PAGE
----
So Ginnie and Kelly started Wonderfully Made to partner with rescue organizations and help provide sustainable jobs for former victims. Wonderfully Made currently partners with a center in Thailand that rescues women from the karaokes (a sort of bar/nightclub where girls are available to patrons for a fee) and offers them skills training, counseling, spiritual development, and English classes. Among the employment opportunities the center offers is the chance to create jewelry. This is where Wonderfully Made comes in.
Kelly, as the jewelry designer, has spent a great deal of time over in Thailand training some of the women in jewelry making. The women make the jewelry that Kelly has designed and Wonderfully Made then purchases it and markets it. Therein lies a challenge. “As Americans we’re used to getting everything for really cheap,” Kelly explains. “But a lot of the reasons we’re able to get things for really cheap is because of exploitable labor practices overseas.”
Wonderfully Made is committed to maintaining integrity in business practices. As a result, the jewelry pieces can be a bit pricy. However, the money is going towards rehabilitating women who have been devalued and mistreated—surely that’s a worthier cause to spend money on than a necklace at the local department store.
But the vision of Wonderfully Made is to help women create a commodity that fulfills a market demand. This is why Kelly works closely to ensure that the designs for the jewelry are in keeping with Western fashion trends. Kelly observes, “I think that does restore dignity a lot...[for the women to] know that somebody isn’t just paying for them out of pity, but that it’s quality work.”
How exactly does providing jobs for victims of sexual trafficking spread the Gospel? Ginnie says, “When you meet people’s needs and you earn the right to be heard with them, [then] it makes it really easy to talk about why you do this and how much Jesus loves you and loves them.” Showing Christ’s love can be as tangible as helping women reintegrate economically into society after the stigma of prostitution.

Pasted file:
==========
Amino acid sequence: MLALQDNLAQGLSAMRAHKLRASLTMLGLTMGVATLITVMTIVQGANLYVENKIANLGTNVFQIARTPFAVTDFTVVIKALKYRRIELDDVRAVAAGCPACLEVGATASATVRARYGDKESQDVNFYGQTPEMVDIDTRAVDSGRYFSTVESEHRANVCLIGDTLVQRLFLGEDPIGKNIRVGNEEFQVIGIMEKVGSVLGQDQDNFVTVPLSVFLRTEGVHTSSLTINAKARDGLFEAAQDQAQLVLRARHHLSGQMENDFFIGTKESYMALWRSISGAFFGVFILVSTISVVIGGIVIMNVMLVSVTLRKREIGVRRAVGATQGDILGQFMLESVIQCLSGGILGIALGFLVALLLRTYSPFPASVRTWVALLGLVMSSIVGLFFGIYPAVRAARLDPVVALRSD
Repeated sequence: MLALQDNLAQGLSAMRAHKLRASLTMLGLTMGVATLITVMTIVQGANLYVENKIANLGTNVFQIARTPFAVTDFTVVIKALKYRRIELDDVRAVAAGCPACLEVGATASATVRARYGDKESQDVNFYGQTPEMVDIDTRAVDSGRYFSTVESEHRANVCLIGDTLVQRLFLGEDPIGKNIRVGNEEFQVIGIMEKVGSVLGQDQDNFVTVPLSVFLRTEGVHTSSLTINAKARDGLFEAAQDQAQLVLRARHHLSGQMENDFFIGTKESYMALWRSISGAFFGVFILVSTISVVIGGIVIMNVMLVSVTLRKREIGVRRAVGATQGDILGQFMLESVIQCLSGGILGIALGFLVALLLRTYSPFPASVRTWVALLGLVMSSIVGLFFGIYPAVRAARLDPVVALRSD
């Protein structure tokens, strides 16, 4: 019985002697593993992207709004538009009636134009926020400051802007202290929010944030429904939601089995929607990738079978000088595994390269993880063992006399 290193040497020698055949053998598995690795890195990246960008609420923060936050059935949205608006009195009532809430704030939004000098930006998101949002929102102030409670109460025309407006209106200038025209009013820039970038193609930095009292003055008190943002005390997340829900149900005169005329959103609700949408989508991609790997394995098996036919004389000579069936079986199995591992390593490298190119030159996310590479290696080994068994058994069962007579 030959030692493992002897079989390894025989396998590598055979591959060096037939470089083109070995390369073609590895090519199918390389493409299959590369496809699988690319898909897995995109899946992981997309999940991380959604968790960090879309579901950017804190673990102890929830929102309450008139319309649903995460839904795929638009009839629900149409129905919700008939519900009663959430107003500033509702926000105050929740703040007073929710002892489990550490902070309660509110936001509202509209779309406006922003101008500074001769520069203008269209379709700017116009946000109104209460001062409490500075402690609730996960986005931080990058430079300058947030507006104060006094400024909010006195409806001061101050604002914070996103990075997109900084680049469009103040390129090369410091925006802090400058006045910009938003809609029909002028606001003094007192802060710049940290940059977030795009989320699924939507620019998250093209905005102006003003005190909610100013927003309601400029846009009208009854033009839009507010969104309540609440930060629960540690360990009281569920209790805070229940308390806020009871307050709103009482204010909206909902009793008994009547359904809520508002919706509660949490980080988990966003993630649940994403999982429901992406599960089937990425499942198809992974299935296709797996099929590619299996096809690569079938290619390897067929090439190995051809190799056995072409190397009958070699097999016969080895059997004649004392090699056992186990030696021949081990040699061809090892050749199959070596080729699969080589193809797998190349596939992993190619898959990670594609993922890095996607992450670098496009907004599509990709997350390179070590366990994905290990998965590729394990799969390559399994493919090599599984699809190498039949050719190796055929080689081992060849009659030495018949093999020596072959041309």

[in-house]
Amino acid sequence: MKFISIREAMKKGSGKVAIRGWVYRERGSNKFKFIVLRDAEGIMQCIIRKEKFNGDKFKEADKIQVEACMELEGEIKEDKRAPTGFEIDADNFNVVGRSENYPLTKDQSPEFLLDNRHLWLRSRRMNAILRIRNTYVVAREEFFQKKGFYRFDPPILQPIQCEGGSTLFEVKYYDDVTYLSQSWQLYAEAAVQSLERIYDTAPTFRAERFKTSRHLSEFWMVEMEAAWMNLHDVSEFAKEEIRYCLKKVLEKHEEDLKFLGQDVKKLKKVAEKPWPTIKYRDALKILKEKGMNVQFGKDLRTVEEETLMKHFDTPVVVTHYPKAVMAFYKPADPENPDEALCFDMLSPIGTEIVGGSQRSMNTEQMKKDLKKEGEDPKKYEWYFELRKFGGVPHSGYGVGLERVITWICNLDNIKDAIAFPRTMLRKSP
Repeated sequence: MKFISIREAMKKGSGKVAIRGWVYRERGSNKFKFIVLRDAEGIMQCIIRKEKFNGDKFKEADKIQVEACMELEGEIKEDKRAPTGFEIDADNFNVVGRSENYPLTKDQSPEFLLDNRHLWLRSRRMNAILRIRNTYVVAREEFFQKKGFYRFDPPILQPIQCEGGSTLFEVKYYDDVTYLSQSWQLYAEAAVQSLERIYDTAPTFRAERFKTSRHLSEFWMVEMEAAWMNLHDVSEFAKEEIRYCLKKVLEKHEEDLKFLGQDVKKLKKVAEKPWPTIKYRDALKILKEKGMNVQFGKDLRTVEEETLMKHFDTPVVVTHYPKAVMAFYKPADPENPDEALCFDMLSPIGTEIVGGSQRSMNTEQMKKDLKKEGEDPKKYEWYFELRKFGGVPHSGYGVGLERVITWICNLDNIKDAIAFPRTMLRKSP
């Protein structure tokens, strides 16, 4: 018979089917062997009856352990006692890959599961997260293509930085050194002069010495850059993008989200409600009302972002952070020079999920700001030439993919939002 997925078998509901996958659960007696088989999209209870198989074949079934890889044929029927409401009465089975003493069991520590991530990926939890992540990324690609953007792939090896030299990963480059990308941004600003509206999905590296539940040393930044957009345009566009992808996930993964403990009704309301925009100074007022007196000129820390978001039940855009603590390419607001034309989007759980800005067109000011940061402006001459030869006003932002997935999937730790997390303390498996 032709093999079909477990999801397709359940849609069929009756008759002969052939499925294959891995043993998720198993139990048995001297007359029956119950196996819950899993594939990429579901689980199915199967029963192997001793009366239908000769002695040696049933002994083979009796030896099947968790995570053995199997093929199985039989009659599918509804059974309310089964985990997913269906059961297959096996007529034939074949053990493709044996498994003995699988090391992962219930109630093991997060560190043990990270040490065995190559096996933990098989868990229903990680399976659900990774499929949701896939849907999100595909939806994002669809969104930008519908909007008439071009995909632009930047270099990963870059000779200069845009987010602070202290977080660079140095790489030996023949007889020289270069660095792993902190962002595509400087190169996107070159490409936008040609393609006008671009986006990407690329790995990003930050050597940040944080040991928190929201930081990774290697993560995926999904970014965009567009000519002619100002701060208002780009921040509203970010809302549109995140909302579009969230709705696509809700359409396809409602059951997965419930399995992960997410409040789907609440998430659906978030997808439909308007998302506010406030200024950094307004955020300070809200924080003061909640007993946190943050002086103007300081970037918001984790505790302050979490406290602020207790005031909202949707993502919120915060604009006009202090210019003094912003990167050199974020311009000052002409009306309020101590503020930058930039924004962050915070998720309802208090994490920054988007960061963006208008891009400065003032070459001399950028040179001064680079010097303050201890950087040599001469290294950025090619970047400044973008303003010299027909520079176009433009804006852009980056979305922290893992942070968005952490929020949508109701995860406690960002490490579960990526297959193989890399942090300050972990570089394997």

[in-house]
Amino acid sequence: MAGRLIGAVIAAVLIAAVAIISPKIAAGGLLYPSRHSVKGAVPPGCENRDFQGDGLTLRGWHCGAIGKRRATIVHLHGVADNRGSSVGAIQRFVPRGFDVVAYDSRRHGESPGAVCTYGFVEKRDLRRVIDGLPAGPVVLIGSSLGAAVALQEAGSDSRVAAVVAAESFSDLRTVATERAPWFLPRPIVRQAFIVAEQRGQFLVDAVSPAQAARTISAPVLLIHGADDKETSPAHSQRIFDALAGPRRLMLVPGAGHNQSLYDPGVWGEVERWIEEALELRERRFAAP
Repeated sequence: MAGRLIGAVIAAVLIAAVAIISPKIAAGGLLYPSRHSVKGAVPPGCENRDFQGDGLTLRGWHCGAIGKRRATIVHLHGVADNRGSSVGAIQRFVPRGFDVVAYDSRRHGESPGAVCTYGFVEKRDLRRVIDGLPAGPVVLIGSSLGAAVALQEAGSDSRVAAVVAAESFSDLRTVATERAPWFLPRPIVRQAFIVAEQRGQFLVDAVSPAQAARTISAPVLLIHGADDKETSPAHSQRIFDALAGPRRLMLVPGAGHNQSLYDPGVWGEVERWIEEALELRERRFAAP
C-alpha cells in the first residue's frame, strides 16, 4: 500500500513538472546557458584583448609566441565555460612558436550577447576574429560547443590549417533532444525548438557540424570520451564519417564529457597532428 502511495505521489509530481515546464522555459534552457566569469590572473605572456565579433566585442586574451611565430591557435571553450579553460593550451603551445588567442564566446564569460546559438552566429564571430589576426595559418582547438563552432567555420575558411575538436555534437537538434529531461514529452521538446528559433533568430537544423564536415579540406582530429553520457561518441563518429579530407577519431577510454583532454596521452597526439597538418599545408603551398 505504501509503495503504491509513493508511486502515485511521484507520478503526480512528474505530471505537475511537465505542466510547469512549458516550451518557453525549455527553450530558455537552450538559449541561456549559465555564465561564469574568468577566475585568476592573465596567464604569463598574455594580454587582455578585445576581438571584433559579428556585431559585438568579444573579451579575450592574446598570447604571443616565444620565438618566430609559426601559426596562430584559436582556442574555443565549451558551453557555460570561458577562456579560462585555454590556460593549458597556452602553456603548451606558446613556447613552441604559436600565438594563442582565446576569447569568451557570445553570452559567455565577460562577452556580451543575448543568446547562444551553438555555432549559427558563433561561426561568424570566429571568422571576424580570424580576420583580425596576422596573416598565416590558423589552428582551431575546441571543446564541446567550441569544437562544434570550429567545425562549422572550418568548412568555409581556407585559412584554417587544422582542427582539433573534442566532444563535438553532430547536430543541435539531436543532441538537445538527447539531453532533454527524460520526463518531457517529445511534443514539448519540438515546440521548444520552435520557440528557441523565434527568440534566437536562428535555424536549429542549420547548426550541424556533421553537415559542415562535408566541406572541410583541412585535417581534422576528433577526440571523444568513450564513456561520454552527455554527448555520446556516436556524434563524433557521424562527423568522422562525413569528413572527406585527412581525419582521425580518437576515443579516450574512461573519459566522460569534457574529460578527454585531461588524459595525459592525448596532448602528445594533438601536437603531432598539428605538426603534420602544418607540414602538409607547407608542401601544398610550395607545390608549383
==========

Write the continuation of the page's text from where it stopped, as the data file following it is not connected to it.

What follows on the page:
Eventually the women employed at the Thai center are able to move on to other jobs. Ideally, Ginnie and Kelly see their ministry performing a similar enabling function on a grander scale.
So what can you do to stop sexual trafficking? Kelly requests that people pray. “Really pray....It’s a really evil spiritual battle...Ask God for guidance on how He would want [you] to be involved.”
Ginnie adds, “The only way you can really fix it is by people knowing Jesus. It’s changed hearts...that will change actions. There’s not a silver bullet besides that.”
In addition, awareness about the issue is crucial. IAST provides a vast number of links on its website providing everything from informational articles to government testimony to websites of organizations that are involved in every step of the rescue and rehabilitation of sexually trafficked people.
If you feel God is calling you to give, there are numerous financial needs. The great thing about Wonderfully Made is that you can buy a piece of jewelry for yourself or a friend while supporting the restoration of victims of the sex trade. Even better, that pair of earrings or that bracelet can become a conversation piece, providing the opportunity to make more people aware of the victims of sexual trafficking. What better way, at this Christmas season, to show our love for the Master than by speaking out for those who cannot speak for themselves?
Our love for God is shown through our actions. Ginnie and Kelly provide us with a perfect example of what it looks like to put our Christian beliefs to work. To begin making a difference like that, we have to be aware of what’s going on in the world beyond our doorstep. We may even have to read, see, or hear some uncomfortable or disturbing aspects of this fallen world.
But beyond mere awareness, we must also truly care about the issue we choose to pursue. This means sympathizing with the sufferings of others, and being willing to make sacrifices in our own lives so that we can really reach those we’ve set out to help. And once our eyes have been opened and our hearts moved, we have to listen to God’s call on our lives. Every Christian’s life work will not be to stop the sex trade. Some are called to fight abortion, others to defend marriage and the family, and still others to minister to those in prison. But God has gifted each of us uniquely. Our job is to find out that gifting, and not let that talent go to waste.
In Zechariah 9, God tells His people: “As for you, because of the blood of my covenant with you, I will free your prisoners from the waterless pit....The Lord their God will save them on that day as the flock of his people. They will sparkle in his land like jewels in a crown.” While not all victims of the sex trade are literally imprisoned, many are drawn into to the practices which enslave and dehumanize them by poverty or ignorance, and often remain there through fear. Yet God can save them from this slavery and make them a testament to His goodness—like bright jewels in His crown.
Molly Wyer is a senior at Patrick Henry College.